The 92ndY in 1969 was offered a $5000 grant by the Billy Rose Foundation “to do a series on American lyric writers.  It was a subject dear” to Rose, who was a lyricist, showman, and philanthropist. Hadassah Markson, the director of music at the Y was the younger daughter of Binder who died in 1966. When she first asked Maurice Levine about doing a show on American lyricists he said no. Then he reconsidered it after talking to Yip Harburg (Wizard of Oz).  Maurice said, “I spoke to Yip and he told me so many good stories that I thought, if the audience is half as excited by this as I am, we’ll have a hit.”

Maurice Levine began “Lyrics and Lyricist” in 1970. He was the host and artistic director. The show examined “the art of theater song through the words of their creators” with the composers of the music sharing how they wrote their songs. Well-known singers Levine’s wife, singer Bobbi Baird, Bob Lang and others would sing on these programs.

Maurice Levine said, ‘‘we try to give an impression of who the person is, what he stood for and what he tried to accomplish, along with a certain amount of musicology and music history. I’m at heart a teacher. But I never give anyone a lecture.  I inform people entertainingly!”

Recordings of “Lyric and Lyricists”.

In 1977 Levine and Richard Seader, began a recording company to issue albums of live programs from Lyric and Lyricists. Also, video programs were made of the live shows aired on CBS cable through 1981.   Some of the programs were “Lyric and Lyricists” for “An Evening With Alan Jay Lerner, …With Johnny Mercer, … With Jerry Herman, …With Sammy Cahn, …With Kander & Ebb, …With Sheldon Harnick…With Dorothy Field” and many others.

Lyric & Lyricists Archives recordings can be heard through the library of congress link below:



The lyrics tell the story of a song.

Levine said about these programs:  “I’m at heart a teacher. But I never give anyone a lecture.  I inform people entertainingly!”

Maurice Levine as Conductor and Teacher at the 92ndY Workshop Orchestra for over 40 years:

While I was a student at the Juilliard School, my friend and fellow student at Juilliard, Liz (Elizabeth), Hubley from Canada, (married name Macmillan), a wonderfully talented violinist and Concertmaster of the 92nd Y Workshop Orchestra invited me to audition for Maurice Levine, Conductor of the orchestra as there was an opening for Principal viola. I auditioned and won the job. Maurice Levine was an inspiring and motivating conductor with a clear beat and boundless energy to impart the composers’ wishes. He taught us the classic orchestra literature and Broadway theater music. He brought in singers for rehearsals and concerts like Eartha Kitt. He also had his principal players play solos /concertos with the orchestra. I played the Bloch Suite for viola and orchestra one year and the Walton Viola Concerto for viola and orchestra the next year.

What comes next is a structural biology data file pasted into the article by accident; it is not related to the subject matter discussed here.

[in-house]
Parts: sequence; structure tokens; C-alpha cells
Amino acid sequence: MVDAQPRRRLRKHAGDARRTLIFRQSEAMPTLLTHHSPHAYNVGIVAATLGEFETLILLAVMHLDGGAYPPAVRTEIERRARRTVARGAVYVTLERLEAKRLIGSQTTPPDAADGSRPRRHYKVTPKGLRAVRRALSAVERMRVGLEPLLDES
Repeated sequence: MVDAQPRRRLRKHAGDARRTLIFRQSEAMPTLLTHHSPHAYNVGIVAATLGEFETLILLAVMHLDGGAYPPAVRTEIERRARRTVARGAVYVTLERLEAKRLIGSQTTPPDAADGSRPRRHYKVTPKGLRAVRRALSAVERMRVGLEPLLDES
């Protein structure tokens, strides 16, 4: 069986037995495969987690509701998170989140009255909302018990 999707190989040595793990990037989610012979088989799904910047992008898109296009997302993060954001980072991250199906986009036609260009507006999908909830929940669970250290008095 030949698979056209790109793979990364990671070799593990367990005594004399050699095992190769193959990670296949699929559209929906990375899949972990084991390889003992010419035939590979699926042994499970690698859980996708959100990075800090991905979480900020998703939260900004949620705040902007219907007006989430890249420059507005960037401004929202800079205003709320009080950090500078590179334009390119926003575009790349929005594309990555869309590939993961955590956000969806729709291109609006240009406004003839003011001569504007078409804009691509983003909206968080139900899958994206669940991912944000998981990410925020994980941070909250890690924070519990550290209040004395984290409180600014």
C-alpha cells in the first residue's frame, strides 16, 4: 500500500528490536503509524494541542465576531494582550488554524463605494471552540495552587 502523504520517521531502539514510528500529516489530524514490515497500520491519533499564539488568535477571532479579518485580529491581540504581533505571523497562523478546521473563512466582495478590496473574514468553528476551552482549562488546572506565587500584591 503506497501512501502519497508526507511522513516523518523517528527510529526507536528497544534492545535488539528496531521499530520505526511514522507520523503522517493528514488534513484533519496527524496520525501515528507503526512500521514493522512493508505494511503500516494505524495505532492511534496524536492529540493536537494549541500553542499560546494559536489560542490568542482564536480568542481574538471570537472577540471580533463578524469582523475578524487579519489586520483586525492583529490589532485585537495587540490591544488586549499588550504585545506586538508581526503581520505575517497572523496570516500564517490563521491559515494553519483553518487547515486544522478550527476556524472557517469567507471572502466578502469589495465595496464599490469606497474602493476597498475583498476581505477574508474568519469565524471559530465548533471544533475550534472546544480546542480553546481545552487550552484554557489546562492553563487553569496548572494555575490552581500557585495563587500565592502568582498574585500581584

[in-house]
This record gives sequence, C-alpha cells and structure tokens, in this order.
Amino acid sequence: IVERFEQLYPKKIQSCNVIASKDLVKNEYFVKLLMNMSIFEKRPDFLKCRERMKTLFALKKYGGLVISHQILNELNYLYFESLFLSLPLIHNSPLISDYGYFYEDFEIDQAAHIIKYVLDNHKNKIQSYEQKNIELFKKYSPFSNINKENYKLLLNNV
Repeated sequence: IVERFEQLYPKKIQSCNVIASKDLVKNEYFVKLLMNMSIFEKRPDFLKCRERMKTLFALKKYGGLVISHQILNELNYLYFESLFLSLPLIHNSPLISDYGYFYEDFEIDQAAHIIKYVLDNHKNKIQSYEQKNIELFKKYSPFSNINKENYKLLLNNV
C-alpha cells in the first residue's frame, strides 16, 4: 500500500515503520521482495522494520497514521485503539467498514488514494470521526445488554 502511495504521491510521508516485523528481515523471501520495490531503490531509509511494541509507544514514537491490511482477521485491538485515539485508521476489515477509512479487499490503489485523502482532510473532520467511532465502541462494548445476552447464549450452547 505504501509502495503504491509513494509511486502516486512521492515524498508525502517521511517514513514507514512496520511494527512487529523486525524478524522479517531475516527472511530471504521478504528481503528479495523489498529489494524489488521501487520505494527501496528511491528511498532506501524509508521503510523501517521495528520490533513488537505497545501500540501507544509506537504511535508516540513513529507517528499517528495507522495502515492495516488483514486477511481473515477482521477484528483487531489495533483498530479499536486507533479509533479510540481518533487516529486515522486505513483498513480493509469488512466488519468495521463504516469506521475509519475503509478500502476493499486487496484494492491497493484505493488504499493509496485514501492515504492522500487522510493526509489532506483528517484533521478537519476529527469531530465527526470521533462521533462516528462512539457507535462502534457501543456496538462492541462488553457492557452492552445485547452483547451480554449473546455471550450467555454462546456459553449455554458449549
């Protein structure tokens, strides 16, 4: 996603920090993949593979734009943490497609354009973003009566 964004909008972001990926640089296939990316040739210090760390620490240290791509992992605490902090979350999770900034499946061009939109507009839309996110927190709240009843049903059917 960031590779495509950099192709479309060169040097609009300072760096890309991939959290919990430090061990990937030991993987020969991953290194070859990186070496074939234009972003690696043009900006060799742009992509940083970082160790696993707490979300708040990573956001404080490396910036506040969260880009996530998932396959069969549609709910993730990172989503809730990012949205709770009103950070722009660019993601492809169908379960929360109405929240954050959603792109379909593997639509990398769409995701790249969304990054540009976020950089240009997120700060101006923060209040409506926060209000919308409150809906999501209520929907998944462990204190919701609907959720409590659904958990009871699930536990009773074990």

Conductor Maurice Levine would arrive by taxi, to pick me up for rehearsal and on the way to orchestra rehearsal he had me sing my viola solo as he conducted from the score of orchestra. By the time we reached the 92nd Y between 91st-92nd street on Lexington Avenue, we had rehearsed all three movements of the Walton Concerto. Conductor Levine had marked all the tempos to be ready for rehearsal with his orchestra, the 92nd Y Workshop Orchestra. When we arrived at the orchestra rehearsal Conductor Levine began working patiently teaching the concerto to the orchestra as I played the solo part with them.

Concert Narrations for Shows: Maurice Levine wrote the concert version narrations for the shows “Of Thee I Sing” and “Let `Em Eat Cake” in 1987 for the Brooklyn Academy of Music.

Maurice Levine died on Sep. 8, 1997 at 79 years old. He was an American Conductor, teacher, producer, director, writer for television and theater, leader,  host and artistic director of “Lyric and Lyricists”, husband, father, and grandfather and a lifelong musician. Maurice Levine said, “I’m at heart a teacher. But I never give anyone a lecture.  I inform people entertainingly!” He informed and educated 1000s of students, professional musicians, and the public during his life time.


Even Monsters Need Loveby Madeline Frank, Ph.D., DTM

Every living thing needs love. There is no substitute for love.

My husband and I recently saw the off-Broadway play in New York City “Frankenstein: A New Musical”. Mary Wollstonecraft Shelley wrote her story of “Frankenstein” in 1816 during a cold, wet, and dreary summer. She was with her husband Percy Shelley, the poet, and George Byron their friend. The Frankenstein Musical adds to the story with the music of Eric B. Sirota, Ph.D., composer, playwright, physicist, and research scientist. Dr. Sirota saw the short-lived Frankenstein on Broadway in 1981 and said “I re-read the book and heard the story sing in my head as a musical.”

As I was watching “Frankenstein: A New Musical” unfold, I saw the creator, Dr. Frankenstein, view the creature he had created in his own image, with horror and fright. He wanted the creature gone!

Dr. Frankenstein did not welcome his new creation, as one would welcome their new baby with love, hugs, kisses, and smiles. When new babies are born they have only “blank pages”! My Mom always said, “Be careful what you write on them!”

Dr. Frankenstein was immediately fearful of his creature from the first time it got off the table from underneath the sheet draped over him.

“The creature” from the beginning of his life saw only “fear” in the eyes of his creator.